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Most efficient container ports in Asia: World Bank, IHS Markit index

A NEW index launched by the World Bank and IHS Markit shows that Asian container ports have been the most efficient during a prolonged surge of exports that has fed Western economies and challenged their own ports

09 May 2021 - 19:00
A NEW index launched by the World Bank and IHS Markit shows that Asian container ports have been the most efficient during a prolonged surge of exports that has fed Western economies and challenged their own ports.

East Asian ports specifically dominate the Container Port Performance Index (CPPI), which is based on the total port hours per ship call, cross-referenced with workload achieved. Japan's Yokohama leads the index, followed by Saudi Arabia's King Abdullah Port and China's Qingdao, reports IHS Media.



'Inefficient port operations have a very direct impact on supplies across the country and their populations. During the Covid-19 pandemic, we saw port delays causing shortages of essential goods and higher prices,' said Turloch Mooney, an associate director with the maritime and trade division of IHS Markit, the parent company of JOC.com.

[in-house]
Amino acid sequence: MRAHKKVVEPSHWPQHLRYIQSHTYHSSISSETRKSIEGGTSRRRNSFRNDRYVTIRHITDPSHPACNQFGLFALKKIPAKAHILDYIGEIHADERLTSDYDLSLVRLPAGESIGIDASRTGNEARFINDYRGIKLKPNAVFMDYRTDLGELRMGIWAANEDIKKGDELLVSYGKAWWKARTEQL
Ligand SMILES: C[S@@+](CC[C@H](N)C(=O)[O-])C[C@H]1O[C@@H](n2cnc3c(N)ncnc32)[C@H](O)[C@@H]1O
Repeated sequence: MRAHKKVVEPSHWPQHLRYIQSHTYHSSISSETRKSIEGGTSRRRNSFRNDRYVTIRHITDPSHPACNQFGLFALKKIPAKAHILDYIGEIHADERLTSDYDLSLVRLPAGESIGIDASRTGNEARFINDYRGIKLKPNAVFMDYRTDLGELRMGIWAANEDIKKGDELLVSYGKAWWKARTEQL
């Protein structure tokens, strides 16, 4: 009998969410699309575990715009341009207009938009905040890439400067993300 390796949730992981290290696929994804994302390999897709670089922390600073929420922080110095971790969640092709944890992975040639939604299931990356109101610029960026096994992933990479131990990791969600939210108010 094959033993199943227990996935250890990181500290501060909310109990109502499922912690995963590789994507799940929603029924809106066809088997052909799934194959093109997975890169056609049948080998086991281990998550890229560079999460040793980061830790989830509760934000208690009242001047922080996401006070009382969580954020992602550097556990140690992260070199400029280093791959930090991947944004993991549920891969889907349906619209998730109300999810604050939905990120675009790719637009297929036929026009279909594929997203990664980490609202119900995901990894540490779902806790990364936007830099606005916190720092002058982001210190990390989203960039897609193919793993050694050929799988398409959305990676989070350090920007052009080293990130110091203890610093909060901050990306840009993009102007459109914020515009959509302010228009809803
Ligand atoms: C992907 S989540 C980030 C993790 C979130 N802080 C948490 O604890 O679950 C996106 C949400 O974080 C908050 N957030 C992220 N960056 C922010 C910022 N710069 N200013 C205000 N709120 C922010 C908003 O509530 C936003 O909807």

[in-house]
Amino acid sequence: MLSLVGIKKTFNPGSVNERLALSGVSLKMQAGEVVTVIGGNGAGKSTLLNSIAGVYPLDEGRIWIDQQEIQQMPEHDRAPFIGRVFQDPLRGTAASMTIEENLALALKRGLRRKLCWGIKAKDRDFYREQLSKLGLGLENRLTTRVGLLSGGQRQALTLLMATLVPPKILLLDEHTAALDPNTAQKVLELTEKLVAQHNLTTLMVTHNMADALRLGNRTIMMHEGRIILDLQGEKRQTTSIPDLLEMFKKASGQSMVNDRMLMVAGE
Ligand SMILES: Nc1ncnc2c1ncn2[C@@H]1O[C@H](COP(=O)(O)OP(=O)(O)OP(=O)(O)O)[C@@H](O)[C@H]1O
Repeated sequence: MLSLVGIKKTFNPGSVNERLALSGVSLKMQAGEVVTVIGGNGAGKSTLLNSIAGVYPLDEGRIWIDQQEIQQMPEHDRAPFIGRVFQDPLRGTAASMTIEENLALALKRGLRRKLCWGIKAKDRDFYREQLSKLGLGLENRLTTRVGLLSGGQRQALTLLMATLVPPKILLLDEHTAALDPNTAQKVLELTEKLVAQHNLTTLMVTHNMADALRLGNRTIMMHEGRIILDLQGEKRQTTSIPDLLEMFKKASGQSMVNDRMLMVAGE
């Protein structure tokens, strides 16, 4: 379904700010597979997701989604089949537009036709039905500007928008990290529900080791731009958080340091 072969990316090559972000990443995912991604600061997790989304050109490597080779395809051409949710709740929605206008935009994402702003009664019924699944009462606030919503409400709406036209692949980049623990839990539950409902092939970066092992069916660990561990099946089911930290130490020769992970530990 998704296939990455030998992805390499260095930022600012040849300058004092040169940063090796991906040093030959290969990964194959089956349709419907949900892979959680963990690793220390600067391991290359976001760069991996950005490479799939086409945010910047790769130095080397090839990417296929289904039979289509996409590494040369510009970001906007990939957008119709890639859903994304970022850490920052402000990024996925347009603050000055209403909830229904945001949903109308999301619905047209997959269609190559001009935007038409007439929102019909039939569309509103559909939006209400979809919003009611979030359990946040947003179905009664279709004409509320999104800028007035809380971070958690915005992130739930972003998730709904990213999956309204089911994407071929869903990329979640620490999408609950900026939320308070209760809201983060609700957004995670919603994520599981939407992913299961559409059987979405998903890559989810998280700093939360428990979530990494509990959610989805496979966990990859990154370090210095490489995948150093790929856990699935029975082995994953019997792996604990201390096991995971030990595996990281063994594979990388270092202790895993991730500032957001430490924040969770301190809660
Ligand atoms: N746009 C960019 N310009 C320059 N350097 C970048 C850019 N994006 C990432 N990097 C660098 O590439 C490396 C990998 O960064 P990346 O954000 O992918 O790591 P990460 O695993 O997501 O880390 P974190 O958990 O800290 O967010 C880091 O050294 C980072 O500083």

In the long term, cargo bottlenecks can slow economic growth, producing higher costs for importers exporters and putting downward pressure on employment, Mr Mooney said.



In terms of regional leaders, Algeciras in Spain was the highest-ranked European port at 10th place, while Colombo, Sri Lanka, was the top ranked port in South Asia and 17th globally. Mexico's Lazaro Cardenas was ranked 25th and the highest in Latin America. Halifax was the only North American port to make the top 50, placing 39th. In 61st place, Djibouti was the top-ranked port in Africa.



There are major gaps in global port performance as measured by the index. It takes 1.1 minutes to load or unload a container during a standard port call at Yokohama, for example, while a similar move at an average African port would take more than three times that, at 3.6 minutes.



The index will help developing and developed countries create successful export growth strategies, according to Martin Humphreys, lead transport economist and global lead for transport connectivity and regional integration at the World Bank.



'Efficient ports also ensure business continuity and improve the resilience of the maritime gateways as crucial nodes in the global logistical system,' Mr Humphreys said.



The CPPI index accounts for greater or less workload by taking in underlying data with 10 different call size ranges. Five distinct ship size groups are accounted for in the methodology due to the greater economies of scale in fuel and emissions savings larger vessels can deliver.



'One of the major challenges to stimulating improvement has been the lack of a reliable, consistent, and comparable basis on which to compare operational performance across different ports,' the joint World Bank-IHS Markit team that developed the index wrote in a technical report that accompanied its publication.


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